It's bigger now.

Aside from the fact I planted too much, the lettuce has been a shining star. In the front is Furellenschalus, which is quite pretty. In the back is Deer Tongue.

I thought Furellenschaulss was a strange German word until I realized it was "For Ellen Schlauss" Very clever.

Another close up of Deer Tongue

I've not had the best success with squash and now I think I know why. It always grew pretty well until mid-summer and then sort of fainted like a southern bell with her stays too tight. Vern Nelson tells me that squash are thirsty beasts and need a drink every day. So I've followed his advice and set up these milk jugs to pour water into every day to give the squash a drink. The only other problem may be that the soil didn't warm up until just recently, so I don't think I have enough season left unless we have a long, hot summer that extends into mid-October and the rains don't come until November. I am not at all confident that this will come about. Next year I have plans for a cold frame and a much, much earlier start.


More squash hills

Onto the backyard. The cherry tree is blocking most of the view from the back corner now. Alas, it was not a good year for cherries.

Columnar Apple tree and the future raspberry space.

Framework for the Belgian Fence. Because the apple trees are not yet supposed to be planted, I'm utilizing the Belgian Fence for the tomato plants and the boarage I have planted to attract bees and increase the tomato production.
From the corner by the compost we can see the contorted quince in front left, being overtaken by radish gone to seed. There are nasturtiums planted around the blueberry plants and the peas are climbing up the trellis. I did well with peas this year.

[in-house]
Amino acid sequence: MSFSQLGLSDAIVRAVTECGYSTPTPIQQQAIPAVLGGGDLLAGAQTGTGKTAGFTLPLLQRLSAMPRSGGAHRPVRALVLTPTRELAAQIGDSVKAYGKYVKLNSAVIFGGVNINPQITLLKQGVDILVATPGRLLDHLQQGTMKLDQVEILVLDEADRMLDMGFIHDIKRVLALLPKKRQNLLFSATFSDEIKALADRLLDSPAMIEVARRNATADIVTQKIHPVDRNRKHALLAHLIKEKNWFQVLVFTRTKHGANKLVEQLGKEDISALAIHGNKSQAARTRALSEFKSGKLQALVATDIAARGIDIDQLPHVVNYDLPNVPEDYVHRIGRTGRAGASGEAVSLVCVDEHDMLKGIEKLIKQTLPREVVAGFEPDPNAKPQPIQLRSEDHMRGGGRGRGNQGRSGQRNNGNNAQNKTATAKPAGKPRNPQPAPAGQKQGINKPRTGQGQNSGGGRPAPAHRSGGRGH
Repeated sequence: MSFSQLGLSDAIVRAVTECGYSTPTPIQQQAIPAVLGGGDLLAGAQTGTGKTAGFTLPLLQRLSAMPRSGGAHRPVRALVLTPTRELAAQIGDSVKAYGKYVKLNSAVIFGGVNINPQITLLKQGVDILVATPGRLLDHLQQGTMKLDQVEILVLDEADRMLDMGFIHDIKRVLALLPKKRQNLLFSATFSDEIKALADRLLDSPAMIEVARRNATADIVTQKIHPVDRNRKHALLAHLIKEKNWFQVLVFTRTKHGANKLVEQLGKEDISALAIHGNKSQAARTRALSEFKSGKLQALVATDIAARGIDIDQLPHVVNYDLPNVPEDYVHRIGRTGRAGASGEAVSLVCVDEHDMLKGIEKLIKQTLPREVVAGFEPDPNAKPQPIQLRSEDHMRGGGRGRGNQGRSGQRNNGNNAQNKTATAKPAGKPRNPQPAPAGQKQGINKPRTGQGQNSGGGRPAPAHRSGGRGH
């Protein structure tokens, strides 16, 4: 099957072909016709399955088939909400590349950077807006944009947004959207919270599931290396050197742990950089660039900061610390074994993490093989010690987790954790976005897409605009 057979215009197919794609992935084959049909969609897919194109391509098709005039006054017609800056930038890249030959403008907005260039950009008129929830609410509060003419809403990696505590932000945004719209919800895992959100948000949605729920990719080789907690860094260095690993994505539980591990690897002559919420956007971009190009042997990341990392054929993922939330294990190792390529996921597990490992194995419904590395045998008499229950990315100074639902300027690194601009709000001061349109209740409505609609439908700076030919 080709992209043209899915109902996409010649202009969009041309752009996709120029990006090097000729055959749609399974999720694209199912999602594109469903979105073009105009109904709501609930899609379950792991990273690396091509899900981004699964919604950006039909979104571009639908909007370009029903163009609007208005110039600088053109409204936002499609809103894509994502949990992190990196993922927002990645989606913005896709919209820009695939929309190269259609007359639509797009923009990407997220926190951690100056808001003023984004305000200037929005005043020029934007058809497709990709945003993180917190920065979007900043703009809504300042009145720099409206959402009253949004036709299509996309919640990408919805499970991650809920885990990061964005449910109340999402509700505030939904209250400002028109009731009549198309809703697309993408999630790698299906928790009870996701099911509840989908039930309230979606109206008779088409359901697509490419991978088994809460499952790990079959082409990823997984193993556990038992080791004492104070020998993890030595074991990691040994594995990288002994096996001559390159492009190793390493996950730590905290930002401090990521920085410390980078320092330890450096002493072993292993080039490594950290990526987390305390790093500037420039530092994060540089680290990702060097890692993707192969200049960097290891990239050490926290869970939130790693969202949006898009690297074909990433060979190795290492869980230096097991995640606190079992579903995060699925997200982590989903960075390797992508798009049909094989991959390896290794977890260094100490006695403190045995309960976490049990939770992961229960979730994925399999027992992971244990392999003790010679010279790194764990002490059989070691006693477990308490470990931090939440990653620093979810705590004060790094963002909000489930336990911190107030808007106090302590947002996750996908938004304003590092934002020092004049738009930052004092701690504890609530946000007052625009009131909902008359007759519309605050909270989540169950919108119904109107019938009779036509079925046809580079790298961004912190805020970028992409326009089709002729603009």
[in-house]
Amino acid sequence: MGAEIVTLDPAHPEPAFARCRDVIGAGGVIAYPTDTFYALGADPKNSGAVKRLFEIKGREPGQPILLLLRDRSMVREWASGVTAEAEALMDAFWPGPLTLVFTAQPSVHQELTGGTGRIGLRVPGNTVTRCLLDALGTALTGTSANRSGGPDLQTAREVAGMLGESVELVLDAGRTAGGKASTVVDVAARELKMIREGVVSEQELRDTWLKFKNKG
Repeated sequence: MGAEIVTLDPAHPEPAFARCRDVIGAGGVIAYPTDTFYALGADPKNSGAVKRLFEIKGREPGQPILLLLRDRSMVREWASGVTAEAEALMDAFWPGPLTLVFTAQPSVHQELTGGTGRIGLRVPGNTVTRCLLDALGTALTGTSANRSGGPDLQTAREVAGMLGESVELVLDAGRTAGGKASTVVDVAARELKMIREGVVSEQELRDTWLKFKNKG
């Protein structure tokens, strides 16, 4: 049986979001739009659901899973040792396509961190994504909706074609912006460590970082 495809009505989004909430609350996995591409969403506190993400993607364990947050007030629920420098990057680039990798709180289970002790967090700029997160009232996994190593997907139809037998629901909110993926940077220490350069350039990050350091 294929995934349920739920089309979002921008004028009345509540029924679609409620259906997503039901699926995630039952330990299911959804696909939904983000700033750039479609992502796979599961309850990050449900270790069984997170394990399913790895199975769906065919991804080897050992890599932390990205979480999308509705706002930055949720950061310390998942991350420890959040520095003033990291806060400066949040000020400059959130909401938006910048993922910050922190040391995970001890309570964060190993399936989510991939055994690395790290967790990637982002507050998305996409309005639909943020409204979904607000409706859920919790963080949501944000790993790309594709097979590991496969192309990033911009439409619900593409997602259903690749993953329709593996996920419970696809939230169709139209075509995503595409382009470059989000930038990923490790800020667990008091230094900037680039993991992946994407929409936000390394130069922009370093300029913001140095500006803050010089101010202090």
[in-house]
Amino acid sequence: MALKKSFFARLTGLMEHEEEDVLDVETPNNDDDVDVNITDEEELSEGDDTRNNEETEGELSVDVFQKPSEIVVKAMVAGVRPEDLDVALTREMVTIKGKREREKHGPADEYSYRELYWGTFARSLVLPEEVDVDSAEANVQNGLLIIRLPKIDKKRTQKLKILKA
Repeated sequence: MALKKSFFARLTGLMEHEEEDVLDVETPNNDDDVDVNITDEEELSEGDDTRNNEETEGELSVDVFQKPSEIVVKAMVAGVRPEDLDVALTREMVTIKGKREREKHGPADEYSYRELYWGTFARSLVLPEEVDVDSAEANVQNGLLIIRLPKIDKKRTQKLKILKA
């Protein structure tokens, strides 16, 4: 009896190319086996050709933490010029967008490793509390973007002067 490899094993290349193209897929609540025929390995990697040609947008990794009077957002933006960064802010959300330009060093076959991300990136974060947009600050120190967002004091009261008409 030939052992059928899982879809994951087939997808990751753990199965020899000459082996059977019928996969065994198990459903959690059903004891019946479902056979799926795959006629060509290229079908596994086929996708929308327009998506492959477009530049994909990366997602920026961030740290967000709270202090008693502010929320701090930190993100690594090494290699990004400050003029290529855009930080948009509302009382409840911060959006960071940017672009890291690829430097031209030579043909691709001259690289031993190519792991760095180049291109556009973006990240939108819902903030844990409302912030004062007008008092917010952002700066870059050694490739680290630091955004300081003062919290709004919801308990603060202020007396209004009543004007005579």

A view of the strawberry (excellent harvests also) and the asparagus fronds.

I had some extra room on this row and so some nasturtium and calendula were planted here.

A close up of the tomato plants.

Close up of the strawberries. They are Seascape and delicious.

A close up of the peas. They are about done for the season.

More peas.

This year I harvested a full pound of asparagus in my two week harvest period! Next year I get to harvest for four weeks!

Flowering radish, the trash can with a failed attempt to grow potatoes in (I forgot to figure out where the dirt to fill the trash can would come from.) We've also transitioned our compost from the black metro compost bin, to the metal canned Compost Digester I made using instructions from Seattle Tilth. The advantage of the digester is that you don't mix in the browns, just throw all your scraps in there and the bugs go to work. The Metro bin will get moved to the side of the house for carefully mixed compost making.

A close up of the nasturtiums with the blueberries and a very large dandelion.

I've been using the laundry detergent containers to water the blueberries while they get established. They each have a tiny hole in the bottom to dribble the water very close to the plant.

Both columnar apples. They need to be pruned, which is on the menu for July. I missed the window last year.

Moving on to Emilia's yard, we can see a bed waiting to be dug, and two beds, one with wheat/corn and one with wheat. In the back of the picture is the rain garden, which has been planted with corn, in addition to the rain garden plants.

Corn has also been planted on the side yard and there are three squash hills.

A view of the rain garden and the asparagus mound. I thought all the asparagus died, so I started piling on the pulled weeds, to compost on the mound, but that amount of mulch gave the asparagus reason to live and several shoots have appeared.

Close up of corn. This is a heirloom variety that is to be used for polenta. I'm also growing it for the stalks. They will be used to make compost.

Corn in rain garden.

Wheat. This may just get used as carbon for the compost. Or I may extract the wheat for the wheat berries. It kind of depends on how busy my autumn is.

The asparagus mound/weed storage area.

Careful watch by a kitty.

Sentinel elected to stay in bed.